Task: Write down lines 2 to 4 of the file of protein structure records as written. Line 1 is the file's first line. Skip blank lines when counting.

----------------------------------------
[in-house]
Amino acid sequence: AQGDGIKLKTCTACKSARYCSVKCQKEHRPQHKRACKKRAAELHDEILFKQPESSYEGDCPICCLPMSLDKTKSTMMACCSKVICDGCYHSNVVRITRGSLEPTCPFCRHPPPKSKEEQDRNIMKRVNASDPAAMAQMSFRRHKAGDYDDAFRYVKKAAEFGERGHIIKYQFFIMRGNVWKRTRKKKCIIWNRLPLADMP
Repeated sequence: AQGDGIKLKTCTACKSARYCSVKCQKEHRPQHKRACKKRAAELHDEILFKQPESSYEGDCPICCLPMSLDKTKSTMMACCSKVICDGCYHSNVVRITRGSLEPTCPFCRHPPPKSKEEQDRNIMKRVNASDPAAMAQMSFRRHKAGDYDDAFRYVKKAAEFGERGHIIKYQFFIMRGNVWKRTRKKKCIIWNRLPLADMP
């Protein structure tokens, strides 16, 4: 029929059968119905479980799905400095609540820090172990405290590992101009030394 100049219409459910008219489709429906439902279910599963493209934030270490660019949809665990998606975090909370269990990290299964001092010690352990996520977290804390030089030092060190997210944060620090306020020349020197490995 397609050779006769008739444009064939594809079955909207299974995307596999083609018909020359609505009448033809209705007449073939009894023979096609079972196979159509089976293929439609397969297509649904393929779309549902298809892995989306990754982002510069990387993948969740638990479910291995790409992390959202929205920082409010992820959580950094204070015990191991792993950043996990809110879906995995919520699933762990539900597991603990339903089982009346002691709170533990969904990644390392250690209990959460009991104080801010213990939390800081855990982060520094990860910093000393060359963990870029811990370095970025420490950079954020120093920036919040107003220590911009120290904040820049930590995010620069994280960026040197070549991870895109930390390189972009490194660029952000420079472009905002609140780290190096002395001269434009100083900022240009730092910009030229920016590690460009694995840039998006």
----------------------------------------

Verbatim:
Amino acid sequence: AQGDGIKLKTCTACKSARYCSVKCQKEHRPQHKRACKKRAAELHDEILFKQPESSYEGDCPICCLPMSLDKTKSTMMACCSKVICDGCYHSNVVRITRGSLEPTCPFCRHPPPKSKEEQDRNIMKRVNASDPAAMAQMSFRRHKAGDYDDAFRYVKKAAEFGERGHIIKYQFFIMRGNVWKRTRKKKCIIWNRLPLADMP
Repeated sequence: AQGDGIKLKTCTACKSARYCSVKCQKEHRPQHKRACKKRAAELHDEILFKQPESSYEGDCPICCLPMSLDKTKSTMMACCSKVICDGCYHSNVVRITRGSLEPTCPFCRHPPPKSKEEQDRNIMKRVNASDPAAMAQMSFRRHKAGDYDDAFRYVKKAAEFGERGHIIKYQFFIMRGNVWKRTRKKKCIIWNRLPLADMP
């Protein structure tokens, strides 16, 4: 029929059968119905479980799905400095609540820090172990405290590992101009030394 100049219409459910008219489709429906439902279910599963493209934030270490660019949809665990998606975090909370269990990290299964001092010690352990996520977290804390030089030092060190997210944060620090306020020349020197490995 397609050779006769008739444009064939594809079955909207299974995307596999083609018909020359609505009448033809209705007449073939009894023979096609079972196979159509089976293929439609397969297509649904393929779309549902298809892995989306990754982002510069990387993948969740638990479910291995790409992390959202929205920082409010992820959580950094204070015990191991792993950043996990809110879906995995919520699933762990539900597991603990339903089982009346002691709170533990969904990644390392250690209990959460009991104080801010213990939390800081855990982060520094990860910093000393060359963990870029811990370095970025420490950079954020120093920036919040107003220590911009120290904040820049930590995010620069994280960026040197070549991870895109930390390189972009490194660029952000420079472009905002609140780290190096002395001269434009100083900022240009730092910009030229920016590690460009694995840039998006």